Insights into the Culture of Young Internet Users: Emerging Trends – Move Over Gen Y, Here Comes Gen Z!

Insights into the Culture of Young Internet Users: Emerging Trends – Move Over Gen Y, Here Comes Gen Z!

Jessica Lichy, Maher Kachour
DOI: 10.4018/978-1-5225-1868-6.ch005
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This study focuses on the Internet user behaviour of young people, at a time when information and communication technologies (ICT) are rapidly transforming how individuals behave and interact in the online environment. The intention is to put forward a snapshot of contemporary Internet user behaviour, with reference to social networking, and thus provide an overview and understanding of the various online activities undertaken by Generation Y and Generation Z in a non-Anglophone context. The study uses a mixed methods approach to gather data on the thoughts, experiences and behaviours of young Internet users in order to explain their social networking. The findings suggest commonality and disparity between Generation Y and Generation Z. They also reveal the extent to which certain national differences are less apparent when using social networks, suggesting that the widespread adoption of Internet technology is generating a somewhat ‘standardised' Internet user behaviour.
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The difficulty of researching technology advancements is that the accelerating rate and evolving patterns of past usage do not reflect or predict current usage. When investigating the culture of young Internet users in a rapidly changing society, the challenge is two-fold:

  • It requires both constant monitoring of the Internet user behaviour of this age group and an informed awareness of technological developments.

Building on the work of Lichy and Kachour (2014; 2016) which discusses emerging trends in Internet user behaviour from a cross-cultural and intergenerational perspective, this study responds to the call for more research in this area. This study therefore investigates the factors that determine the Internet consumption of younger Internet users, the so-called Generation Y and Generation Z, with reference to web 2.0 technologies. Set in an international context, the study aims to further our understanding of the key factors that influence the consumption of web 2.0 technologies, particularly social networking sites (SNS). Specifically, the objective of the study is to test the extent to which certain variables may determine Gen Y and Gen Z Internet user behaviour with reference to web 2.0 technologies, by comparing two distinct non-Anglophone settings: France and Russia over a 5-year period, 2011-2016. Our study is inspired by the work of Simonson (2015) who contends that the current Internet environment presents us with an environment that connects many previously disconnected elements, such as the ratings and reviews of millions of other consumers, and by the response from Kozinets (2016) who underscores the need to carefully examine actual occurrences of phenomena to guide the selection or creation of variables, data, constructs, and relations.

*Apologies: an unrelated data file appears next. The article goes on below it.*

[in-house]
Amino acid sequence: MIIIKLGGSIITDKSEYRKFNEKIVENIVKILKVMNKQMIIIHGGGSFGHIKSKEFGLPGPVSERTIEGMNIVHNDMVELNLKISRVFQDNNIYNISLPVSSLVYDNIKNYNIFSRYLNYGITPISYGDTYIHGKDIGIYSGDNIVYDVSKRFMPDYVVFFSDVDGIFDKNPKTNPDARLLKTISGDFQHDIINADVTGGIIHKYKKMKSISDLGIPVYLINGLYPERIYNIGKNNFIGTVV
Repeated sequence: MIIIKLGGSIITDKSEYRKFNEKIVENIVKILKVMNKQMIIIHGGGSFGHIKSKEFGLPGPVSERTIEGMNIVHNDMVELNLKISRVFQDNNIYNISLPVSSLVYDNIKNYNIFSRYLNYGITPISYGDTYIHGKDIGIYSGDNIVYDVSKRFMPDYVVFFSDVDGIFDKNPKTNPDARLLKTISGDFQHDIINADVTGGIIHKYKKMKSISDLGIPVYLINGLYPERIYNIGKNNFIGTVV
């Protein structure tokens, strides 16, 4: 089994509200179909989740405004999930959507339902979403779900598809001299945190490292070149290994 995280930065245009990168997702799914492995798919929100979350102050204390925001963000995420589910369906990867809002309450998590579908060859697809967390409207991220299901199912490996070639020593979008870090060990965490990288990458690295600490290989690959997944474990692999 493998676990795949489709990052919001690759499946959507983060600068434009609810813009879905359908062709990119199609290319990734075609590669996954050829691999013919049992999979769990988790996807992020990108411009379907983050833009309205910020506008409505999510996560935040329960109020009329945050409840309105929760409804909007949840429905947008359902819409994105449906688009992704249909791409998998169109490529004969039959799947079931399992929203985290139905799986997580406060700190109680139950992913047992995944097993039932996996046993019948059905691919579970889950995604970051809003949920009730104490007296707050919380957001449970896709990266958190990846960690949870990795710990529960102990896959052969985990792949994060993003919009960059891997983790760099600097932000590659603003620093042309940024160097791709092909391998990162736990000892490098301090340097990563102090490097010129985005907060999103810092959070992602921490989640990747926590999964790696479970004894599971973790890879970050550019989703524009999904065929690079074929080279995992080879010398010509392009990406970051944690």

Understanding How Younger Generations Drive Creative Destruction

By drawing on the literature of technology adoption and acceptance, it is possible to provide a framework for understanding Internet user behaviour. Although the literature tends to consider ‘young’ Internet users as a homogeneous group (Lichy, 2011), there are many divers representations of user behaviour in the online environment (Sobkowicz, 2013; Liébana-Cabanillas, Ramos de Luna and Montoro-Ríos, 2015).

Generally speaking, younger Internet users are more comfortable with embracing technological change than older or more experienced Internet users (Dean, 2008), and are able to take advantage of high-tech innovation (Venkatesh, Thong & Xu, 2012). Younger Internet users tend to be less concerned about the security issues of cyberspace (Chen & Zahedi, 2016). They are driving the pace of change by demanding more powerful technology and by challenging current management thinking. Seemingly confident, independent and goal-oriented, they are transforming the modus operandi of business, for example by introducing new channels for providing information or distribution (Wu, Ray & Whinston, 2008), introducing lean start-up concepts distribution (Blank, 2013), or by integrating a virtualised workplace (Wang & Haggerty, 2011) alongside the existing structure.

Advances in information and communication technologies (ICT) affect the way in which the Internet is consumed, in other words, new technology generates new Internet user behaviour. The challenge for businesses is to develop an innovative business model which can meet the changing needs and wants of consumers, bearing in mind that consumer expectations and behaviour are constantly evolving. Technology and consumer behaviour have always been in constant evolution but the difference nowadays is that the rapid pace of technological development and the increasing sophistication of consumer preferences are shortening product life cycles. The challenge is further magnified by the fact that today’s business environment is both global and virtual, crossing linguistic and cultural boundaries. Digitisation has drastically changed the communication process by shifting media from mass to social. Business concepts are constantly evolving; changing the traditional definition of a market as new ICT are introduced, creating new consumer behaviour, new philosophy and calling for new business models. In the current information-driven economy, much of what is taught in business schools today is likely to be obsolete within less than eighteen months’ time. New theories and models are required to help understand the complex dynamics of change within society and within business.

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